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<xTITLE>Update on Home Foreclosure Mediation</xTITLE>

Update on Home Foreclosure Mediation

by Keith Seat
November 2013 Keith Seat

Here is another in a series of updates on the development of Foreclosure Mediation in the United States by News Editor, Keith Seat.

Rhode Island has enacted legislation establishing a mortgage foreclosure mediation program in which homeowners must be given the opportunity to mediate prior to foreclosure.  If there is no resolution during mediation, the mediator must certify that the lender participated in good faith before foreclosure can proceed.  The state-wide mediation law, which expires in five years, preempts local foreclosure mediation ordinances, which is expected to eliminate the confusion of differing requirements in cities and towns.  NuWire Investor (September 12, 2013); Foreclosure Mediation Law

A federal district court in Rhode Island dissolved its injunction preventing foreclosures and evictions in 825 foreclosure cases as required by the appellate court, but immediately imposed a stay preventing filings in the cases while determining an appropriate process for dealing with them.  The court emphasized that its mediation program remains in full force and all parties are expected to participate fully.  Providence Journal (September 4, 2013)

New legislation in Nevada modifies the state’s Foreclosure Mediation Program by automatically enrolling homeowners in the program when they receive an initial notice of default.  While homeowners can still opt out of the mediation program, officials are hopeful that automatic enrollment will greatly increase its use.  The mediation program has been used by only about 15 percent of those eligible, although that still amounts to 18,000 borrowers since it began in 2009.  Houston Chronicle (September 28, 2013); MyNews3 (September 26, 2013)

The Nevada Supreme Court rejected efforts by a nonprofit to obtain personal identifying data in mediations from the Nevada Foreclosure Mediation Program due to confidentiality.  Las Vegas Review-Journal (October 31, 2013)

Oregon’s newly expanded mortgage foreclosure mediation program is moving forward and now has 100 mediations scheduled in November and December.  Lenders have referred over 1,700 pending foreclosures to the program as they ramp up under the new law.  About 25-30 percent of borrowers are agreeing to participate and paying their share of the fee for the program.  OregonLive (October 29, 2013); OregonLive (September 18, 2013)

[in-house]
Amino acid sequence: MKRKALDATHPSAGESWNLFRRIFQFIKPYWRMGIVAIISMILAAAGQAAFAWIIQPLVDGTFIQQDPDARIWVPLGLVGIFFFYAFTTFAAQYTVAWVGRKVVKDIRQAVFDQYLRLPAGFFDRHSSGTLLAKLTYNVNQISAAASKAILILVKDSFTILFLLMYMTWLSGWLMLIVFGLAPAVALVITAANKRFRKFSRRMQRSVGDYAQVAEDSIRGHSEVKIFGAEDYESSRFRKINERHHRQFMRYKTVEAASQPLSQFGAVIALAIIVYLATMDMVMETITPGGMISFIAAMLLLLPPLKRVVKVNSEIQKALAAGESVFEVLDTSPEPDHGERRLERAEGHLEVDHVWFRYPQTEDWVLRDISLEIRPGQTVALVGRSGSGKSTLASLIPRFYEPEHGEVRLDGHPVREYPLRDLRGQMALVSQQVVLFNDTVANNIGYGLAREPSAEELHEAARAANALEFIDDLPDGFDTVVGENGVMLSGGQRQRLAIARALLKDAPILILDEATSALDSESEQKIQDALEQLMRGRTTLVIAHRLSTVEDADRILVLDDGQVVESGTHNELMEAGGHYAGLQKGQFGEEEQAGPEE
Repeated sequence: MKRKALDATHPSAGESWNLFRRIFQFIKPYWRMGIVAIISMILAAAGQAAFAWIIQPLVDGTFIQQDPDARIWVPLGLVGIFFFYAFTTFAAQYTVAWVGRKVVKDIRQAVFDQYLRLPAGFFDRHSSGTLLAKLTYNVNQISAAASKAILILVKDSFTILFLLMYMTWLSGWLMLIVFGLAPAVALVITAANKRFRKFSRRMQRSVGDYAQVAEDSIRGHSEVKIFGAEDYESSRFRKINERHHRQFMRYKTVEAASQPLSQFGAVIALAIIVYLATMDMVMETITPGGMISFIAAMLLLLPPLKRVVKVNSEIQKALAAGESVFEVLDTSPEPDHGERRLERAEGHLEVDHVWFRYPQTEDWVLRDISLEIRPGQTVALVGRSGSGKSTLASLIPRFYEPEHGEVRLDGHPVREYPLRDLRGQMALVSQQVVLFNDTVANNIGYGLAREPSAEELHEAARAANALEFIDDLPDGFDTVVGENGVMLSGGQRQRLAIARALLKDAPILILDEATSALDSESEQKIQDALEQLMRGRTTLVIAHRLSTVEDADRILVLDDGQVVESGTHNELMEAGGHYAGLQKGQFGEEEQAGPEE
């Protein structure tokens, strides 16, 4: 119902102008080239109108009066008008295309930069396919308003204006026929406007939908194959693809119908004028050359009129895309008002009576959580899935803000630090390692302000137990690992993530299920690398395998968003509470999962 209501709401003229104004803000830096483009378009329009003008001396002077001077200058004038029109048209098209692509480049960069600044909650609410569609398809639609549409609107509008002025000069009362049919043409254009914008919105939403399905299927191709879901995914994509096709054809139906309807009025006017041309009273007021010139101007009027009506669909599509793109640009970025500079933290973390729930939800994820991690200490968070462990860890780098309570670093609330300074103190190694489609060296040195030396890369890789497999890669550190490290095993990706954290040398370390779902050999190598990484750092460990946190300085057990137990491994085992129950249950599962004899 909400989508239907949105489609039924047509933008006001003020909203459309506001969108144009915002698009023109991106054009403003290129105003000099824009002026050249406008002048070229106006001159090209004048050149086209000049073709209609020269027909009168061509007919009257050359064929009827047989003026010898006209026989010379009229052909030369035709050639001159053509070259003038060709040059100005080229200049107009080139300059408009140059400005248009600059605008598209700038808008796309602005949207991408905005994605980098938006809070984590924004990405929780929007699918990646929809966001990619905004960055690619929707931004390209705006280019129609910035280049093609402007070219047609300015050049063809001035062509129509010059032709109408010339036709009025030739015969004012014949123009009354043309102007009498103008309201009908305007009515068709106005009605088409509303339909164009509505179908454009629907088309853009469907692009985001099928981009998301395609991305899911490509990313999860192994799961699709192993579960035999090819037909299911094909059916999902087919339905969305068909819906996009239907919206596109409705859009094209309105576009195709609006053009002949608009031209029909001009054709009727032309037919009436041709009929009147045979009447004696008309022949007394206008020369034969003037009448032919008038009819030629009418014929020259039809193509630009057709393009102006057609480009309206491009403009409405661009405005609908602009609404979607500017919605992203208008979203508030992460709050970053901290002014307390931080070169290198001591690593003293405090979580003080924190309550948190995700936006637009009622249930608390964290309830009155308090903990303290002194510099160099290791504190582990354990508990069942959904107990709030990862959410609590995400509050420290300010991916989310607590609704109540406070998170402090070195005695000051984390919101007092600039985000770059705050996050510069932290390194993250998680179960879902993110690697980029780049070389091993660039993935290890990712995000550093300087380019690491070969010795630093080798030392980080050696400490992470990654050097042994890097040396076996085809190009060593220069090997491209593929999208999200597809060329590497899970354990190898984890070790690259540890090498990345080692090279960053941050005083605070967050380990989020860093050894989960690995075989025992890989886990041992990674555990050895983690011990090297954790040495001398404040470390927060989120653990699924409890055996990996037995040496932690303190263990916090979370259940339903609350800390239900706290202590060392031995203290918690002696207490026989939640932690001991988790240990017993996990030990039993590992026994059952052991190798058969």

Keith L. Seat is a full-time mediator and arbitrator who can effectively assist parties in resolving a wide range of telecommunications, antitrust and other commercial disputes. With over twenty years of legal experience as a mediator, arbitrator, litigator, advocate before executive branch agencies, and key staffer in the legislative and judicial branches, Mr. Seat brings a wealth of experience to his work as a mediator and arbitrator to help parties reach successful resolutions of complex disputes.

Mr. Seat began his legal career in a federal clerkship with U.S. District Judge William H. Becker, and then litigated antitrust and commercial disputes for many years at a major Washington law firm, Howrey, Simon, Arnold & White, where he first worked on telecom and technology issues. In 1993, Mr. Seat was named General Counsel of the Antitrust, Business Rights and Competition Subcommittee of the U.S. Senate Judiciary Committee, where he served for four years, playing a significant role in the enactment of the Telecommunications Act of 1996. Returning to the private sector in 1997, Mr. Seat rounded out his experience with a senior in-house counsel position at MCI, one of the nation’s largest telecommunications firms. At MCI, he gained a first-hand appreciation for the important perspective brought to issues and disputes by in-house decision-makers. Mr. Seat also deepened his knowledge of telecom issues and gained experience addressing competition-related issues in the corporate setting, as well as helping resolve disputes among large organizations.

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